Read the article in German here.
Find more information on VW’s emissions scandal in CLEW’s dieselgate timeline.
The German interior ministry (BMI) has invested dozens of millions of euros in funds profiting from nuclear power plants abroad, Jakob Schlandt writes in Der Tagesspiegel. Around 100 million euros are currently invested in foreign nuclear plants, including the highly controversial ones in Belgium, which the German government has repeatedly said it wants to see shut down. Former environment minister Barbara Hendricks already said last year the investments should be discontinued as soon as possible, as Germany could not call for a shutdown of plants “from which it benefits financially.” Since then, however, further shares have been purchased, Schlandt says. In the new coalition agreement, the governing parties now say they want to achieve a “complete termination of all investments of state funds in foreign nuclear plants.” A spokesperson for the interior ministry said the “implementation details” for this divestment had yet to be clarified.
Read the article in German here.
For background on Germany’s nuclear exit, see the CLEW dossier The challenges of Germany‘s nuclear phase-out.
Dow Jones Newswires
Contrary to many utilities in other European countries, Germany’s E.ON and RWE lack a proper strategy for dealing with the energy transition, Bloomberg analyst Elchin Mammadov says on Dow Jones Newswires. The split-up of RWE’s spin-off innogy between Germany’s two largest energy companies therefore “makes no sense” in the context of managing the transition to a low-carbon energy system, he argues. He asks what the purpose of founding innogy and Uniper has been for RWE and E.ON, respectively, and if it would have been better for the companies to integrate their power generation, storage, retail, and trade businesses in one company, while transferring the grid business to another.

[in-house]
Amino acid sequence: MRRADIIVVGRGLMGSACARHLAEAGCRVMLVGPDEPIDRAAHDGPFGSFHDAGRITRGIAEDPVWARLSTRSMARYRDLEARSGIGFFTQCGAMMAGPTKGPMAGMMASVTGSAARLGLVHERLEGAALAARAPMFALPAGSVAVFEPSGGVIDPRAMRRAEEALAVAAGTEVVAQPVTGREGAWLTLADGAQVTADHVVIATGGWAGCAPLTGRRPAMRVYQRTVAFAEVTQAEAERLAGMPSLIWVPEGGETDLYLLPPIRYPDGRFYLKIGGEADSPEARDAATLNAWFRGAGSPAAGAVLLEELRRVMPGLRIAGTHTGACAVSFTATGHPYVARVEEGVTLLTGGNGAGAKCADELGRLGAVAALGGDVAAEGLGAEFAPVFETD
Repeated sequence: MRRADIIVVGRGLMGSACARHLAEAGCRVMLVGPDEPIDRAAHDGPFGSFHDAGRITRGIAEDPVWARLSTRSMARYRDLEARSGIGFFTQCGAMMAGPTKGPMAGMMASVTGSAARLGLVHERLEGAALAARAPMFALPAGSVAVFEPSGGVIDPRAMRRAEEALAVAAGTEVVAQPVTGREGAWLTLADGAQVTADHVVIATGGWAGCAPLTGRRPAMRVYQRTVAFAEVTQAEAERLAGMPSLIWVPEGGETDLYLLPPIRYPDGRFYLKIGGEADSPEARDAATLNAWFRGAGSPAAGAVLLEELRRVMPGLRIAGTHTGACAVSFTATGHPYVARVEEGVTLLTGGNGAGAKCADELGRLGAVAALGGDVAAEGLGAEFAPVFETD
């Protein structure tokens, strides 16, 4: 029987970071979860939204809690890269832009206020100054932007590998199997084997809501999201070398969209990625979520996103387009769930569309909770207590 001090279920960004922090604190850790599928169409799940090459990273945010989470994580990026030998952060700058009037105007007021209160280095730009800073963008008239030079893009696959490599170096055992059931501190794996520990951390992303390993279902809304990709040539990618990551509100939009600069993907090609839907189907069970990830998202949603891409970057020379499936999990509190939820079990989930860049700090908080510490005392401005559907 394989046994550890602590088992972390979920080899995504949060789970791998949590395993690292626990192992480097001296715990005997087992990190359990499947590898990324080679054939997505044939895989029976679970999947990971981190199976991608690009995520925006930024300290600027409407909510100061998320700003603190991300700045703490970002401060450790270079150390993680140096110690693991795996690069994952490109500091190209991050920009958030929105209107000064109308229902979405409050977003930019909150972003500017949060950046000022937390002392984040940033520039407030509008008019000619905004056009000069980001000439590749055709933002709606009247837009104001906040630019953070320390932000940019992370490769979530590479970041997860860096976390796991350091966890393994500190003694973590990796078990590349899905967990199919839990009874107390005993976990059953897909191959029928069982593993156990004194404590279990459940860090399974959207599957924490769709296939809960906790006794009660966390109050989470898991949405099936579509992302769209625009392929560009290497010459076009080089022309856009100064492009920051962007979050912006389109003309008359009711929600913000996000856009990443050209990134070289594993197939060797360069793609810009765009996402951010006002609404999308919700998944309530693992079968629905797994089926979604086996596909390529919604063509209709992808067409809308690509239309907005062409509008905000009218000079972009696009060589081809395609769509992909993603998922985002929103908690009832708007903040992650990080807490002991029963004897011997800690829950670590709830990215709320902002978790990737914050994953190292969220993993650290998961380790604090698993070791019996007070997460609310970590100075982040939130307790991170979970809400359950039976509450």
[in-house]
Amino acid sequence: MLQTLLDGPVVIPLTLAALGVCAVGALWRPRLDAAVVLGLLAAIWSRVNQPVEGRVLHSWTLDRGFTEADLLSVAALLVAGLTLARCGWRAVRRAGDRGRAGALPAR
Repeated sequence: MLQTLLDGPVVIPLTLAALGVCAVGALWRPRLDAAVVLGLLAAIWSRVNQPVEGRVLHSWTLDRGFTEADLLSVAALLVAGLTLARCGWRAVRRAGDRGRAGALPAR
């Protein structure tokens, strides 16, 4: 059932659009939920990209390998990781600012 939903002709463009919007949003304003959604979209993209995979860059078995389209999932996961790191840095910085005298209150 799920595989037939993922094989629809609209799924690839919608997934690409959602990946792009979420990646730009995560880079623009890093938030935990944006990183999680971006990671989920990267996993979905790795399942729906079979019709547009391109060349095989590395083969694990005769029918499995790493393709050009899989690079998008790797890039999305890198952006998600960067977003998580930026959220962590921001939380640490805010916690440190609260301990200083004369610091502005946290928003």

Find more reactions to innogy’s split-up in this CLEW factsheet.
The energy transition in Germany, the Energiewende, has so far primarily focused on the decarbonisation of the power sector, but a greater emphasis on other sectors and synergies between sectors is necessary for the successful continuation of this transformation, the Association of German Engineers (VDI) writes in a press release on its new status report on regenerative energies. The VDI says exploiting cross-sectoral synergies in areas such as e-mobility or combined heat and power should receive more attention. The association also says supply security should be integrated in a European concept to minimise system costs and allow for a harmonised development
Find the report and the press release in German here.
See the CLEW article New phase in transition research: Focus on an integrated energy system for more information.
Doctors in Germany should do more to promote the end of coal and oil in order to improve public health, Frank Ulrich Montgomery, head of the German Medical Association (Ärztekammer), says in an interview with movum magazine. “Climate change is real, it is manmade, and it is a threat to our health,” Montgomery says. “The environment and human health are inseparable,” he argues, adding that there is a “glaring imbalance” in favour of compensating economic damages to the environment financially, whereas curing health damages or preventive measures are insufficiently funded.
Read the interview in German here.
See the CLEW factsheet When will Germany finally ditch coal? for more information.